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    Tackling presbyopia with an inlay

    Study with corneal inlay finds good visual quality and patient satisfaction

    Take-home message: An investigational corneal inlay for presbyopia called the Raindrop had good near visual acuity results and patient satisfaction in a group of active patients.

     

    DallasThe Raindrop Near Vision Inlay (ReVision Optics) to treat presbyopia provided good near visual acuity without glasses in a study conducted and presented by Jeffrey Whitman, MD.

    The inlay, which is still an investigational device in the U.S., is inserted under a LASIK flap. It is a microscopic hydrogel inlay that creates a central steepening of the cornea to give a greater depth of focus, said Dr. Whitman, Key-Whitman Eye Center, Dallas.

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    “It’s an easy procedure for anyone who knows how to make a flap for LASIK surgery,” he said.

    Dr. Whitman’s study included 81 patients and focused on quality of vision and patient satisfaction after a yearlong follow up. He collected visual acuity information at one week and other follow-ups at 1, 3, 6, 9, and 12 months.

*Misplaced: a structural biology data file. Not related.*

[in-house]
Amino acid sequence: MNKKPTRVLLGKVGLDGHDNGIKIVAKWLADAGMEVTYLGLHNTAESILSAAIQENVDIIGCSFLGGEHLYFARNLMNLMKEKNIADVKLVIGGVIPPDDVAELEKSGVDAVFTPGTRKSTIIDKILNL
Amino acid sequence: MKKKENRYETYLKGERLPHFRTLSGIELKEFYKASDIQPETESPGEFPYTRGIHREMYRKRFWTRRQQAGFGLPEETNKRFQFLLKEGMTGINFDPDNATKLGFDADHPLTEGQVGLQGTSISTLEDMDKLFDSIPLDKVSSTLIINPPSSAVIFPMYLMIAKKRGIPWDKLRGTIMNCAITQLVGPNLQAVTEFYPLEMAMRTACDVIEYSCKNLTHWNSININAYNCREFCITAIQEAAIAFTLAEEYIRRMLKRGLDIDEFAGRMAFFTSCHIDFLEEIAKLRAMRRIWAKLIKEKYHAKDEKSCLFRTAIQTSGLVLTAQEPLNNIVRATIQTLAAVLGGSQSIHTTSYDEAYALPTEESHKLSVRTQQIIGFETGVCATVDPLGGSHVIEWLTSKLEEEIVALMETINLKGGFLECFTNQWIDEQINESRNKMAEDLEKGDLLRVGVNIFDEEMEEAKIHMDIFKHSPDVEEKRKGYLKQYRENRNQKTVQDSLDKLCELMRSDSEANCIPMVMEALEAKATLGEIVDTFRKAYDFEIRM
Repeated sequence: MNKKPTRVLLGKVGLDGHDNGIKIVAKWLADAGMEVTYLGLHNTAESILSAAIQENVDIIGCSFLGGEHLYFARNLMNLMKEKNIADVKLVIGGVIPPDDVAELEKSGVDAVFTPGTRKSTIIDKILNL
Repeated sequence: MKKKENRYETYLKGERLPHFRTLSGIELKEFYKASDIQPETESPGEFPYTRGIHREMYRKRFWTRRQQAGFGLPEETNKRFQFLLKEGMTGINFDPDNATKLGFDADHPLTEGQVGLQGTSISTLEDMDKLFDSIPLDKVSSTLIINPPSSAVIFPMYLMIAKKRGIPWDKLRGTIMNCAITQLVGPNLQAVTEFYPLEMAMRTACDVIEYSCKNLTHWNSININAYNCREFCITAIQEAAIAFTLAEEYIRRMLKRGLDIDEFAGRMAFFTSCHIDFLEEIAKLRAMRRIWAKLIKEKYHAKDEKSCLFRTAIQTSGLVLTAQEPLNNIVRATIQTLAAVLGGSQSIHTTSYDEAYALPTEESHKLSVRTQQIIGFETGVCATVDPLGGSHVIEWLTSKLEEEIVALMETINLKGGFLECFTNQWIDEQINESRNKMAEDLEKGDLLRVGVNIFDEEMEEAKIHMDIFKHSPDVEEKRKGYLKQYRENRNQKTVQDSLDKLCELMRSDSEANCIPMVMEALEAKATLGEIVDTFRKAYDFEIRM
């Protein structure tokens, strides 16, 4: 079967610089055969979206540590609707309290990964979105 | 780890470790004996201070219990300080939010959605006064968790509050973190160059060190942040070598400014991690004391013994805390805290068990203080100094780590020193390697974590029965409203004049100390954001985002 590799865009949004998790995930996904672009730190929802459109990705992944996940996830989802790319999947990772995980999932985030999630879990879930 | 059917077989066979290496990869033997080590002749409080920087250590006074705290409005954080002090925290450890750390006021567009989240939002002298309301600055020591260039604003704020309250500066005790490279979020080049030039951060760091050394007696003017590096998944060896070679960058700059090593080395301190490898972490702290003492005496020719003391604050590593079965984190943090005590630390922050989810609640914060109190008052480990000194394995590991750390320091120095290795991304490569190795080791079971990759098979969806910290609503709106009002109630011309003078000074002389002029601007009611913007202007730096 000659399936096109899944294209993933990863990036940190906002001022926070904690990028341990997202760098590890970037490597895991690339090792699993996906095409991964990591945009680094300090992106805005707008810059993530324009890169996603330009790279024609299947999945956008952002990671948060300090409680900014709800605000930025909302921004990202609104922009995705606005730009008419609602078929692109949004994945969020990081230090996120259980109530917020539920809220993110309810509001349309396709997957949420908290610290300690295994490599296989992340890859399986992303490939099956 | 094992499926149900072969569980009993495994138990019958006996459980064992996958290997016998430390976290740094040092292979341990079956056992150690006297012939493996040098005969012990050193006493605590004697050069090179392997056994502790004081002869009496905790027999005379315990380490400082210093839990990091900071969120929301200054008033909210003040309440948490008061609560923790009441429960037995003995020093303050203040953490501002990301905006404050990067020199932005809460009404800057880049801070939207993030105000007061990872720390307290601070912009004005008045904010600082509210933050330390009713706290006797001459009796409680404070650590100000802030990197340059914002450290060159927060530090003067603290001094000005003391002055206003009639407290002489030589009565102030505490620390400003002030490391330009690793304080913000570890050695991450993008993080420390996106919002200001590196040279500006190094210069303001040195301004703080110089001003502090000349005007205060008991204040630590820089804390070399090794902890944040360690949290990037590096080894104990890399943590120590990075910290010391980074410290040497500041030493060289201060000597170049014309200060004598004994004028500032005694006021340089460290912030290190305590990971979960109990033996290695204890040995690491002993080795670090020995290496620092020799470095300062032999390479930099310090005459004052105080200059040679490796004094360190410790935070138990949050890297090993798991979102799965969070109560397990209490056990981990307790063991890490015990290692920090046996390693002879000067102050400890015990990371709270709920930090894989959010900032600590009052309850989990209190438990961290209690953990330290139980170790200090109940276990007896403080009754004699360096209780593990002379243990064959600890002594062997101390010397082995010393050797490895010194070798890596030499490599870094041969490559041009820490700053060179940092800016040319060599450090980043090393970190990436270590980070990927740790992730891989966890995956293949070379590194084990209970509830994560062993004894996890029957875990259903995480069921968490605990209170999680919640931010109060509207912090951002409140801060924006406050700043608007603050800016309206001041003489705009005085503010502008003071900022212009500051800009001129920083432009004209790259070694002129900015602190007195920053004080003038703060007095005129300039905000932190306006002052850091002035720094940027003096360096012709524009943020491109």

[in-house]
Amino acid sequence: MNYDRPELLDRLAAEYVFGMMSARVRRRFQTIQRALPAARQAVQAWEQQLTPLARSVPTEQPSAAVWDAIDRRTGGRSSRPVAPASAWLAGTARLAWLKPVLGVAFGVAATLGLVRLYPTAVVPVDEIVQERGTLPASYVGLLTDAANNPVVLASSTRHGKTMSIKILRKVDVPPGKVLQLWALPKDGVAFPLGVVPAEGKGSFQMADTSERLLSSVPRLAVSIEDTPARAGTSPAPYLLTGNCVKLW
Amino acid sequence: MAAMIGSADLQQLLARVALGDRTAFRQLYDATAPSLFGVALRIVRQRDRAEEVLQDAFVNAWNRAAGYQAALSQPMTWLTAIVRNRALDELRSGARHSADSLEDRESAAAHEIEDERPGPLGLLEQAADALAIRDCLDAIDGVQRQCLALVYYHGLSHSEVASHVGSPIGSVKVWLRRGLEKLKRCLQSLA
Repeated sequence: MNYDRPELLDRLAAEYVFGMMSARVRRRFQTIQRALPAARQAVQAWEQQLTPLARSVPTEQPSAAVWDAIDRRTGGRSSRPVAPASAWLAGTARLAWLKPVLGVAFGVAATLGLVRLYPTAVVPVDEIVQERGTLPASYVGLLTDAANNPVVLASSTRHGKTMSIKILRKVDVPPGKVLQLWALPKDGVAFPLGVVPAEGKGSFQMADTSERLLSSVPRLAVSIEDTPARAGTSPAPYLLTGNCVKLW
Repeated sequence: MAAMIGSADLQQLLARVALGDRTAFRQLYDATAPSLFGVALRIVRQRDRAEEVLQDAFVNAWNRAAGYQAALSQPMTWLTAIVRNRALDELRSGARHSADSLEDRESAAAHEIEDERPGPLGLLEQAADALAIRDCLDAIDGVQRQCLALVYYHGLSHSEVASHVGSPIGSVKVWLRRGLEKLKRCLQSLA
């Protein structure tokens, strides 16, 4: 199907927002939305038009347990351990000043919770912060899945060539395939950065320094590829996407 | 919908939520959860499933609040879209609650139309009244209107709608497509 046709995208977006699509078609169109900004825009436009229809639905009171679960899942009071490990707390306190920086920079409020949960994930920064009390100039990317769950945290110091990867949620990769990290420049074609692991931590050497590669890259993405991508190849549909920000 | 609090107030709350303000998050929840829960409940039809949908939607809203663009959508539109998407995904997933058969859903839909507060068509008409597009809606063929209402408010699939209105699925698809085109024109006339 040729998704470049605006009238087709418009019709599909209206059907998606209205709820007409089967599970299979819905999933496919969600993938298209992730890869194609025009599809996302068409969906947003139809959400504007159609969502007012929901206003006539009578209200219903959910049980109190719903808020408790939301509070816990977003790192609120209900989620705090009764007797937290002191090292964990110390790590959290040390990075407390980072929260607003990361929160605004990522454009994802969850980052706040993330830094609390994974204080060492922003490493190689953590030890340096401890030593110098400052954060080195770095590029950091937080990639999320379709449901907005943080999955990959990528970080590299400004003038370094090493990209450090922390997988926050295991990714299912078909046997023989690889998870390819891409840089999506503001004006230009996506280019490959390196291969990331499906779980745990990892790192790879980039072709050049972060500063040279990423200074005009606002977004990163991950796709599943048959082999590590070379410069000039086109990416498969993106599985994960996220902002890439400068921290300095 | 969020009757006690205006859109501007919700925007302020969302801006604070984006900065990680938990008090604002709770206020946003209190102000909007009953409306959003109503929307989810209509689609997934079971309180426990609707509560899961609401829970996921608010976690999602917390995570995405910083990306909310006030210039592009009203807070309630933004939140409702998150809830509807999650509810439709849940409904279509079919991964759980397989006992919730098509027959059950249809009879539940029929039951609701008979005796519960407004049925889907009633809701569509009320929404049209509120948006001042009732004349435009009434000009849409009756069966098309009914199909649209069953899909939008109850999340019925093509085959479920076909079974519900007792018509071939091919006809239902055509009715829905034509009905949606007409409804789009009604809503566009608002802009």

Patients reported information on visual symptoms, visual task performance, and patient satisfaction with the use of National Eye Institute Refractive Error Quality of Life questionnaire.

    At 1 year binocularly, 98% of patients had 20/20 or better uncorrected near visual acuity (UNVA), and 100% had 20/20 uncorrected distance visual acuity (UDVA). In the Raindrop Eye, 98% had 20/25 or better UNVA, and 96% had 20/32 or better UDVA.

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    Dr. Whitman found few moderate or worse visual symptoms after Raindrop Inlay implantation. There were no reports of glare, and only 2% of patients had halos at 1 year. There was no increased difficulty for driving at night. Six percent of patients reported dryness.

    Next: Performance analysis

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